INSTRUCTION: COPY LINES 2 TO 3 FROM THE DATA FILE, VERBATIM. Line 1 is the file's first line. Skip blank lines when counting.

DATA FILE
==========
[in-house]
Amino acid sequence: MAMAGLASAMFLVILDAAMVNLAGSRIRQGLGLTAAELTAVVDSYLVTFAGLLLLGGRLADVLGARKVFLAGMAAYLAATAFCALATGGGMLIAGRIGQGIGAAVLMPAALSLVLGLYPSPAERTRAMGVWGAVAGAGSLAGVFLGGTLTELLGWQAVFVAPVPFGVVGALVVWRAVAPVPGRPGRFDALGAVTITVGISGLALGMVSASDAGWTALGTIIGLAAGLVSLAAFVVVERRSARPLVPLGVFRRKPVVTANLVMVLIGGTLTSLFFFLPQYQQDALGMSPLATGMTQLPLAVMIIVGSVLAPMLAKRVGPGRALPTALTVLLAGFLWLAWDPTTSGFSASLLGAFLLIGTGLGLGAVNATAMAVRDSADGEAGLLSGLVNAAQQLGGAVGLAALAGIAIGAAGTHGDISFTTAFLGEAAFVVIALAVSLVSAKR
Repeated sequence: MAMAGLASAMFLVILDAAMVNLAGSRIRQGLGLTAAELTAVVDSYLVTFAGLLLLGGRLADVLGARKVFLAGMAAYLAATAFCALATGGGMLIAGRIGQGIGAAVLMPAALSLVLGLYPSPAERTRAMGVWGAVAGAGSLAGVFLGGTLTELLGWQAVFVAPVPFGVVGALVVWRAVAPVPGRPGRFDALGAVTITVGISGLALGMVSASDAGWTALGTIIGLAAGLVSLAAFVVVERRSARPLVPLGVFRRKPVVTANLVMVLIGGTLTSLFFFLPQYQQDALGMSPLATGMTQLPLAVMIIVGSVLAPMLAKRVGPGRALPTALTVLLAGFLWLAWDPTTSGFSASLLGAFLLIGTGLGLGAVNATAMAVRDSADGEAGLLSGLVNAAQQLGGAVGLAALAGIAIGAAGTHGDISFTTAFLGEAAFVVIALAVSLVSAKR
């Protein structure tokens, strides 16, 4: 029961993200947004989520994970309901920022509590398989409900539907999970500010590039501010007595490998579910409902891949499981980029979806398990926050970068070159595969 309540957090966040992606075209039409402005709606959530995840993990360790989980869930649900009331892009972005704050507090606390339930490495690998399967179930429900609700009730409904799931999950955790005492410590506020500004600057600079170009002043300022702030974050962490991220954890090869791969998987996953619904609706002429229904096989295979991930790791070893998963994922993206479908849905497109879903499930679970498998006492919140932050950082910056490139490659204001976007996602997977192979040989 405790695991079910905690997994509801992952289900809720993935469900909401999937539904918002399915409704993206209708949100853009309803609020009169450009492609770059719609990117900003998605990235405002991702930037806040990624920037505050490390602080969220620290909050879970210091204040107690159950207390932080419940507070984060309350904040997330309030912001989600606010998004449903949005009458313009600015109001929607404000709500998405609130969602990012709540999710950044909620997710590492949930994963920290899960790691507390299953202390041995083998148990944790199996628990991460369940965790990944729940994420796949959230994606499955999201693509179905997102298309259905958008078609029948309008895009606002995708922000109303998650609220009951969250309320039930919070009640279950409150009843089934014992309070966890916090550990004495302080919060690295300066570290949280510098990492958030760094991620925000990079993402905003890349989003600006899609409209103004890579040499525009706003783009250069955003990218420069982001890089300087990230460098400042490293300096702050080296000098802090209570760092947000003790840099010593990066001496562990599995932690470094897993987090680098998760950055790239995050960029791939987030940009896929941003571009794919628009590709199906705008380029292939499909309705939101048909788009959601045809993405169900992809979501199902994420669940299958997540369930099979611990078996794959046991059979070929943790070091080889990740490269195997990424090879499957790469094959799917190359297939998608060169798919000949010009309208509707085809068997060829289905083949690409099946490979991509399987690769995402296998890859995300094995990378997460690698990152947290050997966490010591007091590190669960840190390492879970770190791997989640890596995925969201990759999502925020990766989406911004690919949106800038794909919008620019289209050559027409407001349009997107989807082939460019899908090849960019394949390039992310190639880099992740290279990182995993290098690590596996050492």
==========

Amino acid sequence: MAMAGLASAMFLVILDAAMVNLAGSRIRQGLGLTAAELTAVVDSYLVTFAGLLLLGGRLADVLGARKVFLAGMAAYLAATAFCALATGGGMLIAGRIGQGIGAAVLMPAALSLVLGLYPSPAERTRAMGVWGAVAGAGSLAGVFLGGTLTELLGWQAVFVAPVPFGVVGALVVWRAVAPVPGRPGRFDALGAVTITVGISGLALGMVSASDAGWTALGTIIGLAAGLVSLAAFVVVERRSARPLVPLGVFRRKPVVTANLVMVLIGGTLTSLFFFLPQYQQDALGMSPLATGMTQLPLAVMIIVGSVLAPMLAKRVGPGRALPTALTVLLAGFLWLAWDPTTSGFSASLLGAFLLIGTGLGLGAVNATAMAVRDSADGEAGLLSGLVNAAQQLGGAVGLAALAGIAIGAAGTHGDISFTTAFLGEAAFVVIALAVSLVSAKR
Repeated sequence: MAMAGLASAMFLVILDAAMVNLAGSRIRQGLGLTAAELTAVVDSYLVTFAGLLLLGGRLADVLGARKVFLAGMAAYLAATAFCALATGGGMLIAGRIGQGIGAAVLMPAALSLVLGLYPSPAERTRAMGVWGAVAGAGSLAGVFLGGTLTELLGWQAVFVAPVPFGVVGALVVWRAVAPVPGRPGRFDALGAVTITVGISGLALGMVSASDAGWTALGTIIGLAAGLVSLAAFVVVERRSARPLVPLGVFRRKPVVTANLVMVLIGGTLTSLFFFLPQYQQDALGMSPLATGMTQLPLAVMIIVGSVLAPMLAKRVGPGRALPTALTVLLAGFLWLAWDPTTSGFSASLLGAFLLIGTGLGLGAVNATAMAVRDSADGEAGLLSGLVNAAQQLGGAVGLAALAGIAIGAAGTHGDISFTTAFLGEAAFVVIALAVSLVSAKR